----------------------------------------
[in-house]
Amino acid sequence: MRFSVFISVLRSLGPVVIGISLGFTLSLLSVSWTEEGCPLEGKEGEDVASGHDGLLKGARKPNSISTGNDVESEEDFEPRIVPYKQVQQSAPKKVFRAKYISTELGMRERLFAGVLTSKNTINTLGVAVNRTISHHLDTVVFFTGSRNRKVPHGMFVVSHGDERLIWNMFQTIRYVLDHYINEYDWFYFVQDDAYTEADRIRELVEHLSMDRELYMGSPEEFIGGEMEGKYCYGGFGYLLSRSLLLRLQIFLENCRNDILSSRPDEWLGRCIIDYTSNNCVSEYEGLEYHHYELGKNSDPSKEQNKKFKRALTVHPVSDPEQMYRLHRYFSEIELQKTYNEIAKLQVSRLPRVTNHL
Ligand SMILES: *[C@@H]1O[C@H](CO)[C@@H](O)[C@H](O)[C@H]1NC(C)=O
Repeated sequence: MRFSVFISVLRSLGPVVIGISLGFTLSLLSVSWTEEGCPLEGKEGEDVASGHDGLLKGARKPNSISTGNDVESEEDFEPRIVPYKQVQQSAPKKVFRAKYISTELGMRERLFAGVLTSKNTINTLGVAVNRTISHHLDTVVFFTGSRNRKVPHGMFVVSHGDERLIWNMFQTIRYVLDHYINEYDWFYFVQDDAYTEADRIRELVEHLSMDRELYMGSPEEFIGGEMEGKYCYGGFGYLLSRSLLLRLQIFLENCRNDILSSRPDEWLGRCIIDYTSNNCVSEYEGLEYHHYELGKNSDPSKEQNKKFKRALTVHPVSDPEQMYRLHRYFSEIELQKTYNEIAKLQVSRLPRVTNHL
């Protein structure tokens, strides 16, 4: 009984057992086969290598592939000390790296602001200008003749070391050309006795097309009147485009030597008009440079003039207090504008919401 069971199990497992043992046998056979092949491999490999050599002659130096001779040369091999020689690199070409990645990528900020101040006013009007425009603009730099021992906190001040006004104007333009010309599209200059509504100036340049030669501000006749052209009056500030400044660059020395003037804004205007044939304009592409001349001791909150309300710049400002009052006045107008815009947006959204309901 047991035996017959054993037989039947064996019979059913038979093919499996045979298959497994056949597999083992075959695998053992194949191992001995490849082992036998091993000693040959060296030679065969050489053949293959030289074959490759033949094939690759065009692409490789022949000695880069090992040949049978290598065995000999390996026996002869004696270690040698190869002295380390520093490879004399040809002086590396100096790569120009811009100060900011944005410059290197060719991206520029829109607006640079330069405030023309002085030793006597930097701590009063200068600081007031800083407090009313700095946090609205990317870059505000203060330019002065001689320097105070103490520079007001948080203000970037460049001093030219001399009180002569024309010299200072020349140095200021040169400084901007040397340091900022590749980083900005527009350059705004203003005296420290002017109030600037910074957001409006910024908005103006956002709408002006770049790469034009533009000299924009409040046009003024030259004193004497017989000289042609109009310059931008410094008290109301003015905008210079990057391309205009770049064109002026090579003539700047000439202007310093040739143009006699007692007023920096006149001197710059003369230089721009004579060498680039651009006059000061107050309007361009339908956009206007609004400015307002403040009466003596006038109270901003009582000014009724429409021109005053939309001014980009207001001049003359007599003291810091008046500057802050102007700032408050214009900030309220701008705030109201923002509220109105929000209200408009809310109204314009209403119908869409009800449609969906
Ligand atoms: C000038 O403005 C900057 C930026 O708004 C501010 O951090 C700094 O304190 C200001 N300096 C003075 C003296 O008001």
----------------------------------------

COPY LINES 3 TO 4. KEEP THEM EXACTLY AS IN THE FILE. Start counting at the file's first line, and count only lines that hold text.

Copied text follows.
Ligand SMILES: *[C@@H]1O[C@H](CO)[C@@H](O)[C@H](O)[C@H]1NC(C)=O
Repeated sequence: MRFSVFISVLRSLGPVVIGISLGFTLSLLSVSWTEEGCPLEGKEGEDVASGHDGLLKGARKPNSISTGNDVESEEDFEPRIVPYKQVQQSAPKKVFRAKYISTELGMRERLFAGVLTSKNTINTLGVAVNRTISHHLDTVVFFTGSRNRKVPHGMFVVSHGDERLIWNMFQTIRYVLDHYINEYDWFYFVQDDAYTEADRIRELVEHLSMDRELYMGSPEEFIGGEMEGKYCYGGFGYLLSRSLLLRLQIFLENCRNDILSSRPDEWLGRCIIDYTSNNCVSEYEGLEYHHYELGKNSDPSKEQNKKFKRALTVHPVSDPEQMYRLHRYFSEIELQKTYNEIAKLQVSRLPRVTNHL